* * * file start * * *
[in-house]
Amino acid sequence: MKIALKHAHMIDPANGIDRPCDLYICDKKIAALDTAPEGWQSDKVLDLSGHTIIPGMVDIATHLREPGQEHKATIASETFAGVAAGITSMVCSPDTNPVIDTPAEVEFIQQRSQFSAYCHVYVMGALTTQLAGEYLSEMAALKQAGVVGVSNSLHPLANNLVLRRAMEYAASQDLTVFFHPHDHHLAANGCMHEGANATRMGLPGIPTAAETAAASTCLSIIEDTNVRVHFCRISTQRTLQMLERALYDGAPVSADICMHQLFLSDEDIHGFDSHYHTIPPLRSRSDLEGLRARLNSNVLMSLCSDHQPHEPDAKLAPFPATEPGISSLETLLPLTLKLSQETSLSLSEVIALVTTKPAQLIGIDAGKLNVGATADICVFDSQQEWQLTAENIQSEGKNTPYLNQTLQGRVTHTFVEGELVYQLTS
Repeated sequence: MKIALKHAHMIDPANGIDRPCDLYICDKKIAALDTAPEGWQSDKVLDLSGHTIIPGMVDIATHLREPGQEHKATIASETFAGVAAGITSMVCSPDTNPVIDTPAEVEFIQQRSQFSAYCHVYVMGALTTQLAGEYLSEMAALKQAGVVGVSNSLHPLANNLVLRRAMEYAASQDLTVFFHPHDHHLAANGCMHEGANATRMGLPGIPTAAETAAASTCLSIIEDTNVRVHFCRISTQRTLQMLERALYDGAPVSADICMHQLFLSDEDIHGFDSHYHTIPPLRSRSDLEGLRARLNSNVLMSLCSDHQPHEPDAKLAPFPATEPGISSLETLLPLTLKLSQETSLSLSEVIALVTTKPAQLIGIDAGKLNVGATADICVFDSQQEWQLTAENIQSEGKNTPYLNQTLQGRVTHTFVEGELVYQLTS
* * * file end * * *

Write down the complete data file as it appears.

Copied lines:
[in-house]
Amino acid sequence: MKIALKHAHMIDPANGIDRPCDLYICDKKIAALDTAPEGWQSDKVLDLSGHTIIPGMVDIATHLREPGQEHKATIASETFAGVAAGITSMVCSPDTNPVIDTPAEVEFIQQRSQFSAYCHVYVMGALTTQLAGEYLSEMAALKQAGVVGVSNSLHPLANNLVLRRAMEYAASQDLTVFFHPHDHHLAANGCMHEGANATRMGLPGIPTAAETAAASTCLSIIEDTNVRVHFCRISTQRTLQMLERALYDGAPVSADICMHQLFLSDEDIHGFDSHYHTIPPLRSRSDLEGLRARLNSNVLMSLCSDHQPHEPDAKLAPFPATEPGISSLETLLPLTLKLSQETSLSLSEVIALVTTKPAQLIGIDAGKLNVGATADICVFDSQQEWQLTAENIQSEGKNTPYLNQTLQGRVTHTFVEGELVYQLTS
Repeated sequence: MKIALKHAHMIDPANGIDRPCDLYICDKKIAALDTAPEGWQSDKVLDLSGHTIIPGMVDIATHLREPGQEHKATIASETFAGVAAGITSMVCSPDTNPVIDTPAEVEFIQQRSQFSAYCHVYVMGALTTQLAGEYLSEMAALKQAGVVGVSNSLHPLANNLVLRRAMEYAASQDLTVFFHPHDHHLAANGCMHEGANATRMGLPGIPTAAETAAASTCLSIIEDTNVRVHFCRISTQRTLQMLERALYDGAPVSADICMHQLFLSDEDIHGFDSHYHTIPPLRSRSDLEGLRARLNSNVLMSLCSDHQPHEPDAKLAPFPATEPGISSLETLLPLTLKLSQETSLSLSEVIALVTTKPAQLIGIDAGKLNVGATADICVFDSQQEWQLTAENIQSEGKNTPYLNQTLQGRVTHTFVEGELVYQLTS